The US Supreme Court decided on Monday to allow parts of President Trump’s travel ban to go into effect.
The ban, which prohibits people from Iran, Libya, Somalia, Sudan, Syria and Yemen from entering the US for 90 days, is expected to take effect within days, but it will not apply to people who have a “bona fide relationship with a person or entity in the United States.”
A “bona fide relationship” is considered to mean:
- “For individuals, a close familial relationship is required.“
- “As for entities, the relationship must be formal, documented, and formed in the ordinary course, rather than for the purpose of evading” the order.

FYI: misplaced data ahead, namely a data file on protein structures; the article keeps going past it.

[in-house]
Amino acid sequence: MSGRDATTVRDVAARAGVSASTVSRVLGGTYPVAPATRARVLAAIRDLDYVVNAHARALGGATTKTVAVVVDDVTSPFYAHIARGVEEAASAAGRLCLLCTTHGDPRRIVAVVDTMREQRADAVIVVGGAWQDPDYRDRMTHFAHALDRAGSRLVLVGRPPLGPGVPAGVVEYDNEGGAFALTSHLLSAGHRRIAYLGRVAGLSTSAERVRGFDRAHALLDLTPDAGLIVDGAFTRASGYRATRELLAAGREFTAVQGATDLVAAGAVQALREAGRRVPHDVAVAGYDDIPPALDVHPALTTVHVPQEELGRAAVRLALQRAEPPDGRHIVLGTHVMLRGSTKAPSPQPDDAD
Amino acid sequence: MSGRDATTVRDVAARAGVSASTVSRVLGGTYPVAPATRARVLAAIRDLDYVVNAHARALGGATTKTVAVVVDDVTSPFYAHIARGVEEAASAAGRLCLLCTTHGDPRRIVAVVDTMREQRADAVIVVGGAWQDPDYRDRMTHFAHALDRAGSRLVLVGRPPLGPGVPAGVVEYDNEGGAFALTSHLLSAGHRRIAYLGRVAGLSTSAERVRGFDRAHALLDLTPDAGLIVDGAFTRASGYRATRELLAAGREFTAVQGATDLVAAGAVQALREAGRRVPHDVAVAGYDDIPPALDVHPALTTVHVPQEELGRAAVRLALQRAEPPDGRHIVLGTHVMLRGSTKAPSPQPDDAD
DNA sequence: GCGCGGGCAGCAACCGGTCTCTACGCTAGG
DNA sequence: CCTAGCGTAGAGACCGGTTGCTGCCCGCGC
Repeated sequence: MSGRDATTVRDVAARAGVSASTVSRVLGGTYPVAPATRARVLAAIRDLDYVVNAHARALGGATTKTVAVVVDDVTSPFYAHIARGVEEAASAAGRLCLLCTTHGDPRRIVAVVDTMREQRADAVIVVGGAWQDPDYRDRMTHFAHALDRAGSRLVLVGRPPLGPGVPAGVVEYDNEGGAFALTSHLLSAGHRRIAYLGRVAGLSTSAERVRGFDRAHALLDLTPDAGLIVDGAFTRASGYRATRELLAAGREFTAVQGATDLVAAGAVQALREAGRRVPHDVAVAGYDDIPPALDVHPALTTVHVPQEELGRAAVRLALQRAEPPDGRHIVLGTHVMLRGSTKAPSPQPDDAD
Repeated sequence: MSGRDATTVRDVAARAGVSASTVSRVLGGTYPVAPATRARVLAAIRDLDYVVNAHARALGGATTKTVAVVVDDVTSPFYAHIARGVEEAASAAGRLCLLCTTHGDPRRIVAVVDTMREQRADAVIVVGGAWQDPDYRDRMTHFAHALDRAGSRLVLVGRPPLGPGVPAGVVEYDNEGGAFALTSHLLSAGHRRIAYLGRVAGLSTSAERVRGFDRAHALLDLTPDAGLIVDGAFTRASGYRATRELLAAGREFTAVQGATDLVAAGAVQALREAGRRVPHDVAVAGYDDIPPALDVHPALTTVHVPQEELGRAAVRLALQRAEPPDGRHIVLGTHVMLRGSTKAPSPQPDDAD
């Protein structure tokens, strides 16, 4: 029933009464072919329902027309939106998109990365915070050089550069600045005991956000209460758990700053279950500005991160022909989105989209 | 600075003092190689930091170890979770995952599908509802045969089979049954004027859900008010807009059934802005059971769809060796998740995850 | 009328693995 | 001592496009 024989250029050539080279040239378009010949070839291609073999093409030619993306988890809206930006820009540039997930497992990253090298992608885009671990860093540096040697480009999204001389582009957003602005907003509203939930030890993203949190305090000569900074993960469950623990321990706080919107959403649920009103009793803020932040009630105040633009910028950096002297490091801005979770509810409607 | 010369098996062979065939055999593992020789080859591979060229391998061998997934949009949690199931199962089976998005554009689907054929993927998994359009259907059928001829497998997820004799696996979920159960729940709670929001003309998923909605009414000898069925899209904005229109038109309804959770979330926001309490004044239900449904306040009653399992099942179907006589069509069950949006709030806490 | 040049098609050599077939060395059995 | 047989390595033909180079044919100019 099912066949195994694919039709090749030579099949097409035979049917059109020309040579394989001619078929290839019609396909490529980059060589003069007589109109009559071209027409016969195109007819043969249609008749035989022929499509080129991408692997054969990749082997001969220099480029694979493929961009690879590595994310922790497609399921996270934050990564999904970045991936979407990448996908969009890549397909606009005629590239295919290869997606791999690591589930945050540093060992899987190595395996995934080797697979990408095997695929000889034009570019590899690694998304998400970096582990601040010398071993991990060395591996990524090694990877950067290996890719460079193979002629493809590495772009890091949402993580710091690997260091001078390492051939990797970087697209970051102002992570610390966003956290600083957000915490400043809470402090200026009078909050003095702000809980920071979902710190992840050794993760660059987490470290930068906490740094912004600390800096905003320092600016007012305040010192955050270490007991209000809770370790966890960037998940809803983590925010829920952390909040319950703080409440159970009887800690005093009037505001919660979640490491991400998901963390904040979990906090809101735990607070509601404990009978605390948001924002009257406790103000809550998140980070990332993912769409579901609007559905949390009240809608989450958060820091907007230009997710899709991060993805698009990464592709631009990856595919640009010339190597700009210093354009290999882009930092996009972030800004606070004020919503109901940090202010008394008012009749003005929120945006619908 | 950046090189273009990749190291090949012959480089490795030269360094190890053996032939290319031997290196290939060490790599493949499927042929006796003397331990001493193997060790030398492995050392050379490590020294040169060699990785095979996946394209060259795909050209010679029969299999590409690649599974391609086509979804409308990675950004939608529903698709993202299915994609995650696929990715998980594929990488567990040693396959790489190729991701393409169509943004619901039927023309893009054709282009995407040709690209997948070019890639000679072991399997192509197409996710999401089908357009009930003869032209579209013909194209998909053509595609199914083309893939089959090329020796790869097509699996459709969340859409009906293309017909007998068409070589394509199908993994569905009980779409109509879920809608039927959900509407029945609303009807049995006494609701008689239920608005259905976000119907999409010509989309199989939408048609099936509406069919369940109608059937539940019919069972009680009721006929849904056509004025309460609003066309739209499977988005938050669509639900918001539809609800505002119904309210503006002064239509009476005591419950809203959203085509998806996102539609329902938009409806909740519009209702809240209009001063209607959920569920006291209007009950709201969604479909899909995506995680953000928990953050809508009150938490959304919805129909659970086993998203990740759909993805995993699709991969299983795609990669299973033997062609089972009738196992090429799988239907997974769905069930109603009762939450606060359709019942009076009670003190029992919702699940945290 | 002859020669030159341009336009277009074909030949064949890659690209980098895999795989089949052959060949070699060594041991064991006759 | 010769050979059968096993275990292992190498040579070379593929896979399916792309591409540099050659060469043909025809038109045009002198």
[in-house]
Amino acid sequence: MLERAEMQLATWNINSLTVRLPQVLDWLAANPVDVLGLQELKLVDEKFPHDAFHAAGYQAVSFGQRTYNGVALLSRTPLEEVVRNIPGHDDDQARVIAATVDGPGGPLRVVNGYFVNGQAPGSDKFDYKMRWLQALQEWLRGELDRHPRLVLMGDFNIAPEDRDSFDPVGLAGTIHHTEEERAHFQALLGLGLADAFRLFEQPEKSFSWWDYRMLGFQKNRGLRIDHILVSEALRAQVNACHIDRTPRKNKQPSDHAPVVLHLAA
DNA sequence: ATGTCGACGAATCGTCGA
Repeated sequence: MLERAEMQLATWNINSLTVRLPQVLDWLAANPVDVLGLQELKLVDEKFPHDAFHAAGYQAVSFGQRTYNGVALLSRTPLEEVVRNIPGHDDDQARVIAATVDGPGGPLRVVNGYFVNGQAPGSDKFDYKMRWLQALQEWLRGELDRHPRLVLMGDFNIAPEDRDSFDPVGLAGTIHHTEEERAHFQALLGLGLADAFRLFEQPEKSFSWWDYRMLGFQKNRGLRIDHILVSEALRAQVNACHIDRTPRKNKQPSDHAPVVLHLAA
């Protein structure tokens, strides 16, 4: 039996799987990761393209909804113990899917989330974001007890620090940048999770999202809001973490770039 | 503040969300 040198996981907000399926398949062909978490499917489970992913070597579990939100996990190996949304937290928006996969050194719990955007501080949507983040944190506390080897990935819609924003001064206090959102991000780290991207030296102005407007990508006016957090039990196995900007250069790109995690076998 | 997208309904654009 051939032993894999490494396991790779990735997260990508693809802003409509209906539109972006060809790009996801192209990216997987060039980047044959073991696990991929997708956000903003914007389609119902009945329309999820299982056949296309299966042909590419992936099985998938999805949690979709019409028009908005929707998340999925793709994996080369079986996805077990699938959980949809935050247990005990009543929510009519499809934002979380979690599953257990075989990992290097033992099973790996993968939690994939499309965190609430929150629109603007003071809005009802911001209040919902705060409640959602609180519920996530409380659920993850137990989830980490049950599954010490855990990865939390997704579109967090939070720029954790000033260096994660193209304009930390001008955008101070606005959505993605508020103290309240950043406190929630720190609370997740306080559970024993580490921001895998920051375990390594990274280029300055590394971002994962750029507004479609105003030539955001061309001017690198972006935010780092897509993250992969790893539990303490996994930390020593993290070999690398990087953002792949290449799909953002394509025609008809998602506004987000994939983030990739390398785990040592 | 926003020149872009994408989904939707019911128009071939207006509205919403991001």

According to BBC News, this means a student registered at a US university, or a worker who had accepted an offer of employment in the US (or someone invited to, for example, deliver a lecture) would be allowed to enter, but anyone trying to engineer a connection with a US organisation would be banned.
For example, “a nonprofit group devoted to immigration issues may not contact foreign nationals from the designated countries, add them to client lists, and then secure their entry by claiming injury from their exclusion.”
The Supreme Court will hear arguments on the legality of the ban during its next term, which begins on 2nd October.
(Sources: US Supreme Court, BBC News, CNN)